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Les Paul's legacy of musical innovation goes beyond his guitars

Les Paul would have celebrated his 103rd birthday this year.

And all these years later, the Wisconsin native's influence is still heard in virtually every genre of recorded music.

Paul is widely known for his work on the early solid body electric guitar, beginning with his own experiments in his Waukesha home.

Using common 4"x4" lumber and pieces of an acoustic guitar, he fashioned his first prototype through a process of trial and error.

While he isn't credited exclusively with the invention of the electric guitar, he was certainly among a small group of innovators who perfected it.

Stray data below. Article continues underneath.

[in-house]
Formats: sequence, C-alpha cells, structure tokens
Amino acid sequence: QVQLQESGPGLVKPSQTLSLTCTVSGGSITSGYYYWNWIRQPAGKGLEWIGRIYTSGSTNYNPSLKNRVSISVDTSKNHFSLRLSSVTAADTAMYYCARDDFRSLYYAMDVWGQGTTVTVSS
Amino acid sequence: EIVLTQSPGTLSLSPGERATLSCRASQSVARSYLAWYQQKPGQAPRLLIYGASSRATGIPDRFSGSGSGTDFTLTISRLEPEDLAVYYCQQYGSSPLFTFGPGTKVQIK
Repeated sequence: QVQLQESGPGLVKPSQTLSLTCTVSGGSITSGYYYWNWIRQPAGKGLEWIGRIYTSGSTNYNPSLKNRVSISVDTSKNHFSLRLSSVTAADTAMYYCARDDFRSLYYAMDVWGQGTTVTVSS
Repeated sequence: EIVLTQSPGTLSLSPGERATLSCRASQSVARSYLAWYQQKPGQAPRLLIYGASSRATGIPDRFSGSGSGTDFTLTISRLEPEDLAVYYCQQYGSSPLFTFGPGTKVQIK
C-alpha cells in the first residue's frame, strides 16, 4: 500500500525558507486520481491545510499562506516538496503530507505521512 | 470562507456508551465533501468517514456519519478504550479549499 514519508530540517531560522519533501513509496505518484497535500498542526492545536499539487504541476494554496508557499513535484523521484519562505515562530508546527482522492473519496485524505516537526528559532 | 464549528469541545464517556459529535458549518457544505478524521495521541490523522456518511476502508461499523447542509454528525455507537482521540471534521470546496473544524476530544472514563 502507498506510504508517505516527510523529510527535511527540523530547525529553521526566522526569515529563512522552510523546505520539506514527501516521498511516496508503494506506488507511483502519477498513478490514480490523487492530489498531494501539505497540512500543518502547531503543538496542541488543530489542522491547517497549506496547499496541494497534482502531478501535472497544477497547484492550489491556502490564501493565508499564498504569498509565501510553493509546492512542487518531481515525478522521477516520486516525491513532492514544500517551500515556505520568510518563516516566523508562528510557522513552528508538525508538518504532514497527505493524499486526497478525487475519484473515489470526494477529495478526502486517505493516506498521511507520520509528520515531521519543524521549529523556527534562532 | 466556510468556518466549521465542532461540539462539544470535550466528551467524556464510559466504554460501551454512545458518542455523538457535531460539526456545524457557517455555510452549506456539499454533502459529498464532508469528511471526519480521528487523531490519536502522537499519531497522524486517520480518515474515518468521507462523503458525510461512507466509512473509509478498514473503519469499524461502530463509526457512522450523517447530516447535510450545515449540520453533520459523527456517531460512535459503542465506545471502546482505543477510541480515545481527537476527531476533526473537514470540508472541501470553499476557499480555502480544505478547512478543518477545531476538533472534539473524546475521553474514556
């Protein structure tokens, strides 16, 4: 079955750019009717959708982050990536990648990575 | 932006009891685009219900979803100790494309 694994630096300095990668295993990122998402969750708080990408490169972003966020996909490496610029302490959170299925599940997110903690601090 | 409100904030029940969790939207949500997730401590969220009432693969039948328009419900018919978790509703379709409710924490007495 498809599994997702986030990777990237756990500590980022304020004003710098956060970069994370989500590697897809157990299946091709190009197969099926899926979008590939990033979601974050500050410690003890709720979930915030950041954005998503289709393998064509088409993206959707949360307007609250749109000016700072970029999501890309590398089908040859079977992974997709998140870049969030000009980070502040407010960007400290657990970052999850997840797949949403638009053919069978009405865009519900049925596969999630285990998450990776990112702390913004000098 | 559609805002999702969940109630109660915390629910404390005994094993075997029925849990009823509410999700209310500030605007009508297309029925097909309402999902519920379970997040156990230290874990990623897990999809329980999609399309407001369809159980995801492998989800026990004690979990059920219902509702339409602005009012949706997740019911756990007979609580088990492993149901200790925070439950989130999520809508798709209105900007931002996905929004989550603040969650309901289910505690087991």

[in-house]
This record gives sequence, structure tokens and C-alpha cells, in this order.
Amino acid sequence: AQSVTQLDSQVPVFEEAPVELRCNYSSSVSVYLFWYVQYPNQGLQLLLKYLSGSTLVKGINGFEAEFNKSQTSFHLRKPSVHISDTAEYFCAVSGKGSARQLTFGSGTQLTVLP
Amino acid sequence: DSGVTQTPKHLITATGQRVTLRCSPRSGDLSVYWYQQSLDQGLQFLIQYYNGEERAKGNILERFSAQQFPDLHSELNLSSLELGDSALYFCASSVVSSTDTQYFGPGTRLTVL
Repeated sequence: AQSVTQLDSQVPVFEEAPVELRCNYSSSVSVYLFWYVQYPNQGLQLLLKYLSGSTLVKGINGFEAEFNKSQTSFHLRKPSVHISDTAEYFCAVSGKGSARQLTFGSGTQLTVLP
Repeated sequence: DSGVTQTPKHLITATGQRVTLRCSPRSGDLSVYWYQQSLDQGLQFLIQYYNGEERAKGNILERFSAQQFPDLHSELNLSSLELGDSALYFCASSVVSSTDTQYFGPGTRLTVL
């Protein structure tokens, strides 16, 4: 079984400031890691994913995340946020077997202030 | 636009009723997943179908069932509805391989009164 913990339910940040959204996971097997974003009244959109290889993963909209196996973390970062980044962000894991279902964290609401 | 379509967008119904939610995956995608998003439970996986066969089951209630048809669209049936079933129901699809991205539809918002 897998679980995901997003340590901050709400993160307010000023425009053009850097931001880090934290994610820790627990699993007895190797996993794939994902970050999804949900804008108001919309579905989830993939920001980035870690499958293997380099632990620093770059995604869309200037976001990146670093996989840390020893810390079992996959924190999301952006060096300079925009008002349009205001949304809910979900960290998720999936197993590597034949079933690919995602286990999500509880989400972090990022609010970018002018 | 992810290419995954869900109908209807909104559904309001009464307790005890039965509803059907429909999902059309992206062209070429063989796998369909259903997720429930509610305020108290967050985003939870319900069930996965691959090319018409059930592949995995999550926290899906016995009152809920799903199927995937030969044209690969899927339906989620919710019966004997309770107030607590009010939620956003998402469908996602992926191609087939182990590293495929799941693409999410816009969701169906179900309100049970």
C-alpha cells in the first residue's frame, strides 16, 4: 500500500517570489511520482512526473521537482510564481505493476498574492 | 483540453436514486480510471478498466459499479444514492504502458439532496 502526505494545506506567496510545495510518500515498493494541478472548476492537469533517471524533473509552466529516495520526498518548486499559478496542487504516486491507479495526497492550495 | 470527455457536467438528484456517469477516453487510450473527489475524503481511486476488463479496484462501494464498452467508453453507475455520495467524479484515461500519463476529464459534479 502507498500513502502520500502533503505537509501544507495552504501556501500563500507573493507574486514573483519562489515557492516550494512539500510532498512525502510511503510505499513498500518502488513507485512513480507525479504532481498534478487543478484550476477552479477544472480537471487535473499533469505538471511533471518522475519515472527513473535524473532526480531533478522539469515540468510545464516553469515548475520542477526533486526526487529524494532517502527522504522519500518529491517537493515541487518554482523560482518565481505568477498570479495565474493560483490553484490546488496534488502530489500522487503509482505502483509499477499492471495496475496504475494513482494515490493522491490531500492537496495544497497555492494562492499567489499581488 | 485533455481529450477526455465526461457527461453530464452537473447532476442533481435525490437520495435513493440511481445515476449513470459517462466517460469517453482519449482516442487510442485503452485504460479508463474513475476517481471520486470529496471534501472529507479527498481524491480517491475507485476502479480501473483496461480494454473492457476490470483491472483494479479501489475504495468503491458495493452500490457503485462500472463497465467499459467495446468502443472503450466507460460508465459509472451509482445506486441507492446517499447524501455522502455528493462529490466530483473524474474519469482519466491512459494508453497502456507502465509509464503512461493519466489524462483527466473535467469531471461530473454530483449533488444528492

But his work on the guitar was merely the first major musical milestone he'd accomplish.

In the 1940s, he devised a host of new recording techniques -- "sound-on-sound" the most notable -- which formed the basis for all modern multi-track recording. He went on to champion a "new sound" in his own work, rich with layers of instrumentation and previously unheard sounds.

Then, in the 1950s, he partnered with Capitol Records to design its recording studios and the famous echo chambers beneath the record label's Los Angeles headquarters. The subterranean, concrete, trapezoidal rooms were ideal for adding top-notch reverberation to recordings. Artists like Frank Sinatra and the Beastie Boys have used them, and there is a wait list to get in them today.

Listen to my conversation with Sue Baker, program manager for the Les Paul Foundation and close personal friend of Les', as she talks about his life of innovation.

Director of Digital Content | Radio Milwaukee